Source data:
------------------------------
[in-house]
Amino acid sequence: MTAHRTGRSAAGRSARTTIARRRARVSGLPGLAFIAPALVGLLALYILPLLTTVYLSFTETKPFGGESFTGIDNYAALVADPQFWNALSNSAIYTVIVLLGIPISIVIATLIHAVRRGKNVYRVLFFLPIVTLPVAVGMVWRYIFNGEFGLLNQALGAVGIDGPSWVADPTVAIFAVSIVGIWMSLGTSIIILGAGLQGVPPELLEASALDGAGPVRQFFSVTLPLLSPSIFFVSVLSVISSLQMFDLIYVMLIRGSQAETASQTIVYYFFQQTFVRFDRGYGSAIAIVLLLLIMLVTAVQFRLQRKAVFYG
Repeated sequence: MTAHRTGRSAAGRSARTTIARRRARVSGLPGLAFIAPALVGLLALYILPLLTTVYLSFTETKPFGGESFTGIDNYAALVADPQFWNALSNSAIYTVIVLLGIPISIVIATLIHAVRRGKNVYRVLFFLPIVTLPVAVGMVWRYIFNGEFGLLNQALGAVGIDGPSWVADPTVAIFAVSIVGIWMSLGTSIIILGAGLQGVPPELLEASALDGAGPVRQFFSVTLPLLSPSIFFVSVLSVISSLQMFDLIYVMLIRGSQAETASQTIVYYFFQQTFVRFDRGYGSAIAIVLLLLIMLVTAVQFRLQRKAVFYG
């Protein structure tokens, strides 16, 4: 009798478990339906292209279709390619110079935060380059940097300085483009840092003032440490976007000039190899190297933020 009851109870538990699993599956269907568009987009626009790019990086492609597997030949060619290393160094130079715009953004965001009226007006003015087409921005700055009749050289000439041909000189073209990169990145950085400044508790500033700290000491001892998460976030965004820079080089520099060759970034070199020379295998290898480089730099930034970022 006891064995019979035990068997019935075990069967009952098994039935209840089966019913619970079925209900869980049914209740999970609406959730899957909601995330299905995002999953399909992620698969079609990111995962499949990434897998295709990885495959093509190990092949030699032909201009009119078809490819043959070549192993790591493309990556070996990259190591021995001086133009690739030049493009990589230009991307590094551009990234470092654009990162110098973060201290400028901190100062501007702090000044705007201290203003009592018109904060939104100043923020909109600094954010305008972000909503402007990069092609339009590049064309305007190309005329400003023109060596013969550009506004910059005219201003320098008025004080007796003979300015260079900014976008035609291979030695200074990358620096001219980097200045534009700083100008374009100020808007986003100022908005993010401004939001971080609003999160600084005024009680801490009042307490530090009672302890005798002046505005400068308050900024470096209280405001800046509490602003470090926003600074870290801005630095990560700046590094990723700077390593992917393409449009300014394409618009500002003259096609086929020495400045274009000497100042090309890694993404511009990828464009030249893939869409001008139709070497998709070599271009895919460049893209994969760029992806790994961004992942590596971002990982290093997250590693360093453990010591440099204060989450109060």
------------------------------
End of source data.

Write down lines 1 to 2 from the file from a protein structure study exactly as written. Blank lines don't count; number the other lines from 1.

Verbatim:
[in-house]
Amino acid sequence: MTAHRTGRSAAGRSARTTIARRRARVSGLPGLAFIAPALVGLLALYILPLLTTVYLSFTETKPFGGESFTGIDNYAALVADPQFWNALSNSAIYTVIVLLGIPISIVIATLIHAVRRGKNVYRVLFFLPIVTLPVAVGMVWRYIFNGEFGLLNQALGAVGIDGPSWVADPTVAIFAVSIVGIWMSLGTSIIILGAGLQGVPPELLEASALDGAGPVRQFFSVTLPLLSPSIFFVSVLSVISSLQMFDLIYVMLIRGSQAETASQTIVYYFFQQTFVRFDRGYGSAIAIVLLLLIMLVTAVQFRLQRKAVFYG